Pelikan Edelstein 2017 Ink of the Year – Smoky Quartz

30 09 2017

My dudes, there has been an update to the WordPress app and now I can’t find the add caption button. Had to drag out my laptop to add this. If only I had some way of searching to access a world of knowledge that might tell me…..

Time to lay down some quick thoughts on Smoky Quartz before the dawn of spooktober, as this is a perfect ink color for the pumpkin spiced season.

Pumpkin spice scented ink, make it happen. Somebody. J Herbin, I’m looking at you

I wasn’t excited about this color when Pelikan first announced it, I will admit, but was willing to give it a shot if it came up at, say, the year’s Pelikan Hubs meetup. Well lo and behold:

I kicked Ina-ho out of one of my fall pens and replaced it with Smoky Quartz. A wise choice. I keep typing “smoky quarts” which is something entirely different, like artisinally woodsmoked small batch quantities of milk.  Perhaps not a wise choice

It’s got just enough shading when writing regularly to keep me delighted while still remaining a nice, professional, time-to-stomp-on-some-leaves-and-chug-spiced-wine brown. No real sheen to speak of, but I’m content to have nice shading. You got me, Pelikan.

Advertisements




Pelikan Edelstein 2015 Ink of the Year – Amethyst

20 05 2015
There you stood in the doorway. You didn't have eyes, but I could tell you were looking at me

There you stood in the doorway. You didn’t have eyes, because you’re an inanimate object, but I could tell you were looking at me

I don’t believe in love at first sight. Not between humans, anyway. Between a human and a bottle of ink is an entirely different story. As soon as I saw a sample of the Pelikan Edelstein Amethyst, I publicly declared my love. And lo, like an inky cupid, Tom Oddo of Goldspot Pens offered to send me a complimentary bottle for review. Thank you, Tom.

Love is pure

Love is pure

The ever-so-slightly oddly shaped box (it’s not an exact rectangular prism; there’s an extra almond-shaped concave plane colored to match the ink within. Not cool enough for a picture, though) notes on the back that this is “extra soft ink.” I didn’t know that “soft” was an adjective that applied to ink. Wet, maybe. Colorful. Finger-staining.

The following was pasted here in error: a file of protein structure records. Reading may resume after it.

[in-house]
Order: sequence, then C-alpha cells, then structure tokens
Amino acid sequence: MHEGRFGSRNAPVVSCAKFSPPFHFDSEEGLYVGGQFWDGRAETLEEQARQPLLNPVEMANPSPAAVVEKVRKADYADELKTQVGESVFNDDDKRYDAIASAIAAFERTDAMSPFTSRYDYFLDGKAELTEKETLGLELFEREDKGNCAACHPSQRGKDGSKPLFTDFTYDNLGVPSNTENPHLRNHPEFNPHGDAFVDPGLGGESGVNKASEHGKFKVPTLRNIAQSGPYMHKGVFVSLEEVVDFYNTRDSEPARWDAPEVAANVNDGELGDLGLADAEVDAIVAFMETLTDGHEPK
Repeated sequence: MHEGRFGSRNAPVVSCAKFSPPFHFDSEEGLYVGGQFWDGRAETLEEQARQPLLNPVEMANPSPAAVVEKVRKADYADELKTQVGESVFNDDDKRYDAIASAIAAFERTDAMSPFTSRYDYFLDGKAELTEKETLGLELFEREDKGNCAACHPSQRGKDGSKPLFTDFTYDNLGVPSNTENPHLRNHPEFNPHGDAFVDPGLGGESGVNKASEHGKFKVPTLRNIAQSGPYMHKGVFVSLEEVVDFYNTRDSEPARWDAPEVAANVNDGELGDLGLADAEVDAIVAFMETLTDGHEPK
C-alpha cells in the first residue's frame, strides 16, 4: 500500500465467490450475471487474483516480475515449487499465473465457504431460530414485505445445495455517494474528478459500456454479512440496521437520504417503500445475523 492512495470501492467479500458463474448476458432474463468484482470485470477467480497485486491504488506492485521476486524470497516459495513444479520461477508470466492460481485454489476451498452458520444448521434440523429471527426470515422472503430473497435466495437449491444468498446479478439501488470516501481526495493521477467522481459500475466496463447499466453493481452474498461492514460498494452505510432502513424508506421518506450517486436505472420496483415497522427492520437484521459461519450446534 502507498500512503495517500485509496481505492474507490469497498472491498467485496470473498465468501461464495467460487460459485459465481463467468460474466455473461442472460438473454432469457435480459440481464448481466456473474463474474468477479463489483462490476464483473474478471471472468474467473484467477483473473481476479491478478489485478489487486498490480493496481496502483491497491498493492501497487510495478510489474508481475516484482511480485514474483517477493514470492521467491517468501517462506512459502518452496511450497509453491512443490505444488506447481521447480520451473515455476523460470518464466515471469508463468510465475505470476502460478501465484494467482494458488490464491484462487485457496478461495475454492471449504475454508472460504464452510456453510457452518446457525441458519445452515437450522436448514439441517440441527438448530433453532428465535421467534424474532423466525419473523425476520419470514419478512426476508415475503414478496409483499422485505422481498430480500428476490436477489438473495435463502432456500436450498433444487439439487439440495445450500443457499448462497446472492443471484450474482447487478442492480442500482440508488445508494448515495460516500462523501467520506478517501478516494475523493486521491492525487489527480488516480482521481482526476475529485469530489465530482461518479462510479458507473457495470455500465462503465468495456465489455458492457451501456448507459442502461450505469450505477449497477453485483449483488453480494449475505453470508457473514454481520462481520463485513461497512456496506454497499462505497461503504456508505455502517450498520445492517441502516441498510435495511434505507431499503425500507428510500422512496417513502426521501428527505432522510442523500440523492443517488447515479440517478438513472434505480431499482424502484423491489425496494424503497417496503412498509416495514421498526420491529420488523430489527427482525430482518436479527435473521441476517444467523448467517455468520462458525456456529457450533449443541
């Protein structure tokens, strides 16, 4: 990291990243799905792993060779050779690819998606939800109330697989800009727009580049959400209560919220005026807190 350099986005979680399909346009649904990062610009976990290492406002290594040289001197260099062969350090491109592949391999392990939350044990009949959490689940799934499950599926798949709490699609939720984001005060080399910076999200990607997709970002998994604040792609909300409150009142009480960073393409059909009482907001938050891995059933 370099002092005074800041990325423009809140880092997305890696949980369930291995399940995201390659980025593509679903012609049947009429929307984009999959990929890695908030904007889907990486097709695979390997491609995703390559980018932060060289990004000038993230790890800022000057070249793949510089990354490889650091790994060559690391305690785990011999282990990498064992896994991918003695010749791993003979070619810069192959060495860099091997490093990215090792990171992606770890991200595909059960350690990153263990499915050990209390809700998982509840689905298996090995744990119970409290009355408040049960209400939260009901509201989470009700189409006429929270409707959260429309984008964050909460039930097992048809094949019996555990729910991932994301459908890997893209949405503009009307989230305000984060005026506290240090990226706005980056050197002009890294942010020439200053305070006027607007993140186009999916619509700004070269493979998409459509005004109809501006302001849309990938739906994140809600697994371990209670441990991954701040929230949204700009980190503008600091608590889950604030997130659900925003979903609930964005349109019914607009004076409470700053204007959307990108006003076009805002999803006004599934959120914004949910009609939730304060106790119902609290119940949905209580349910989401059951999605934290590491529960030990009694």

The ink may be extra soft, but an actual amethyst falls about at a 7 on the Mohs scale of hardness. Actual gemstones not included with purchase

The ink may be extra soft, but an actual amethyst falls about at a 7 on the Mohs scale of hardness. Actual gemstones not included with purchase

The glass bottle is designed to be viewed. Is it a pleasure to hold in the hands, as is claimed? It’s heavy. Its four vertical faces curve ever so slightly inward. I think it’s more of a pleasure to hold a pen in the hand and use the ink rather than sit around clutching ink bottles, but that’s just me.

Also thanks to Tom for this InkJournal! Review eventually forthcoming

Also thanks to Tom for this InkJournal! Review eventually forthcoming

I’ve tried the Edelstein Amethyst in 3 pens so far (Pelikan M205, Sheaffer Lifetime Imperial IV, and my Lamy 2000), and I’ve loved it in every one so far. When an ink is well-behaved, there’s little to comment on. It flows perfectly. Though in the InkJournal the dry time was around 15 seconds or so, in practical use I haven’t smudged it up any yet. It doesn’t lend itself to fuzzing, feathering, or other ill effects on the page; even with crappy copy paper it keeps it pretty well together (excepting some bleedthrough, which, what else can you expect with crappy copy paper?)

I love my Leuchtturm1917 notebook, but trying to accurately represent cream-colored paper using subpar equipment is quite the headache

I love my Leuchtturm1917 notebook, but trying to accurately represent cream-colored paper using subpar equipment is quite the headache

The color itself is a warm sort of purple, containing more red than blue—it’s the warmest purple ink I currently own. Combined with the darker shading, it’s a beautiful ink. If it weren’t for the darker aspect, it might almost border on magenta. It almost matches a baggallini I’ve got, and if I could remember the actual model and color name that might help. But I can’t. Sorry. You’d know it if you saw it. Lovely color.

Every purple is a lovely color

Every purple is a lovely color

If you’re looking for a warm purple with decent shading, then you too can find true love.

Pelikan Edelstein 2015 Ink of the Year – Amethyst – at Goldspot Pens





Pelikan M205 Traditional Cremeweiss Body with Italic Nib

6 10 2014
I wish I could hand you this pen to write with, because if I did I guarantee the first thing you would say would be "WHOA"

I wish I could hand you this pen to write with, because if I did I guarantee the first thing you would say would be “WHOA”

Once you go crazy, it’s hard to go any other way. That’s the only explanation I have for why I bought this pen. I had no need for this pen. I simply decided that a Pelikan M205 would be an excellent idea and that an italic nib was exactly what I needed to have in it. These are not the thoughts of a rational actor.

I also wish I could hand you this pen so you could get an accurate idea of what color it is

I also wish I could hand you this pen so you could get an accurate idea of what color it is

This pen has everything I’m looking for aesthetically—the bare minimum of decoration, a dash of practicality, and a beautiful cream-white body.

On the whiteness of pens scale, it's sort of a warm off-white, with a hint of peach?